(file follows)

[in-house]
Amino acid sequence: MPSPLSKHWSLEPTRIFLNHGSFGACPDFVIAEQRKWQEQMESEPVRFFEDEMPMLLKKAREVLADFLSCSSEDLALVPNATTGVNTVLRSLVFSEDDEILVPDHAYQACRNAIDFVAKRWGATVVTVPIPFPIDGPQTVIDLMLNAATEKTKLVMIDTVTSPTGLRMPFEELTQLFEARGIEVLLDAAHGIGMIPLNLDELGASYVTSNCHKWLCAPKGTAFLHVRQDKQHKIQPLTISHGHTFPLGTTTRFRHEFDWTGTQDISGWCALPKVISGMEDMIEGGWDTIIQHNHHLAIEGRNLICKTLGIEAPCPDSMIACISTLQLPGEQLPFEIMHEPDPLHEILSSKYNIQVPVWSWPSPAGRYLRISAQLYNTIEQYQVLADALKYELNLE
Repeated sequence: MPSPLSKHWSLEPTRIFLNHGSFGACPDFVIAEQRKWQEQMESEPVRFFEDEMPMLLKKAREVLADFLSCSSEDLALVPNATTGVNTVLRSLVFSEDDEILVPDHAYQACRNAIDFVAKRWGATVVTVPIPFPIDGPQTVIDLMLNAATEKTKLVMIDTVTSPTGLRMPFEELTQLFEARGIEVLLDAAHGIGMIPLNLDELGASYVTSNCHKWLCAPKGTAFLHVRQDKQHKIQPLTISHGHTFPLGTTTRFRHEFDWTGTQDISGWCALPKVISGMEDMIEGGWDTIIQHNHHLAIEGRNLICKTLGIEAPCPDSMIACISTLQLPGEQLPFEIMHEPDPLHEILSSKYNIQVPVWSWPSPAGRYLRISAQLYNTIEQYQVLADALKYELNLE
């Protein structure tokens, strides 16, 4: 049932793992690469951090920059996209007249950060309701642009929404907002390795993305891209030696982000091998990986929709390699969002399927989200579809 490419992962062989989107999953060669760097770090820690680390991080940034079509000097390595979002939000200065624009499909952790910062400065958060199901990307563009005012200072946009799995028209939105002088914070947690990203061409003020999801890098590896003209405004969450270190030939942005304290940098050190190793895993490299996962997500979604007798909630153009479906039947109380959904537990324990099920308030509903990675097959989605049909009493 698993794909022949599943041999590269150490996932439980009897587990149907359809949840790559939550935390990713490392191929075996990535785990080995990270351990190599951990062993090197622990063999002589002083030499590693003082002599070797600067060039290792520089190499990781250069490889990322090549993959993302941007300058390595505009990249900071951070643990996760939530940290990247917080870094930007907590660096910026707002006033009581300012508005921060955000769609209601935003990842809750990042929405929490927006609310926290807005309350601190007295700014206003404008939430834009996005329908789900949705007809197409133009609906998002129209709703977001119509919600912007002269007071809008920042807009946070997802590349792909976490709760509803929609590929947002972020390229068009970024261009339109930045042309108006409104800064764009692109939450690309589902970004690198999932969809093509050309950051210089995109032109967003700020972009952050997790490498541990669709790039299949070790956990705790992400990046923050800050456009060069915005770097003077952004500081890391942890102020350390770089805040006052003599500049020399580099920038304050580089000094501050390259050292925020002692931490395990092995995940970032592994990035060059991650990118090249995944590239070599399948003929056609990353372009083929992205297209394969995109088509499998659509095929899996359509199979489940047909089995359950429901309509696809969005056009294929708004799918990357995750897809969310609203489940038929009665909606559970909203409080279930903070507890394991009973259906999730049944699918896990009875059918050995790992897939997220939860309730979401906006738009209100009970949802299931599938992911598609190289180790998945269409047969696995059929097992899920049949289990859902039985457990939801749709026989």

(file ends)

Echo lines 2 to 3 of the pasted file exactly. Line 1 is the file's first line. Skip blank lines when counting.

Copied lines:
Amino acid sequence: MPSPLSKHWSLEPTRIFLNHGSFGACPDFVIAEQRKWQEQMESEPVRFFEDEMPMLLKKAREVLADFLSCSSEDLALVPNATTGVNTVLRSLVFSEDDEILVPDHAYQACRNAIDFVAKRWGATVVTVPIPFPIDGPQTVIDLMLNAATEKTKLVMIDTVTSPTGLRMPFEELTQLFEARGIEVLLDAAHGIGMIPLNLDELGASYVTSNCHKWLCAPKGTAFLHVRQDKQHKIQPLTISHGHTFPLGTTTRFRHEFDWTGTQDISGWCALPKVISGMEDMIEGGWDTIIQHNHHLAIEGRNLICKTLGIEAPCPDSMIACISTLQLPGEQLPFEIMHEPDPLHEILSSKYNIQVPVWSWPSPAGRYLRISAQLYNTIEQYQVLADALKYELNLE
Repeated sequence: MPSPLSKHWSLEPTRIFLNHGSFGACPDFVIAEQRKWQEQMESEPVRFFEDEMPMLLKKAREVLADFLSCSSEDLALVPNATTGVNTVLRSLVFSEDDEILVPDHAYQACRNAIDFVAKRWGATVVTVPIPFPIDGPQTVIDLMLNAATEKTKLVMIDTVTSPTGLRMPFEELTQLFEARGIEVLLDAAHGIGMIPLNLDELGASYVTSNCHKWLCAPKGTAFLHVRQDKQHKIQPLTISHGHTFPLGTTTRFRHEFDWTGTQDISGWCALPKVISGMEDMIEGGWDTIIQHNHHLAIEGRNLICKTLGIEAPCPDSMIACISTLQLPGEQLPFEIMHEPDPLHEILSSKYNIQVPVWSWPSPAGRYLRISAQLYNTIEQYQVLADALKYELNLE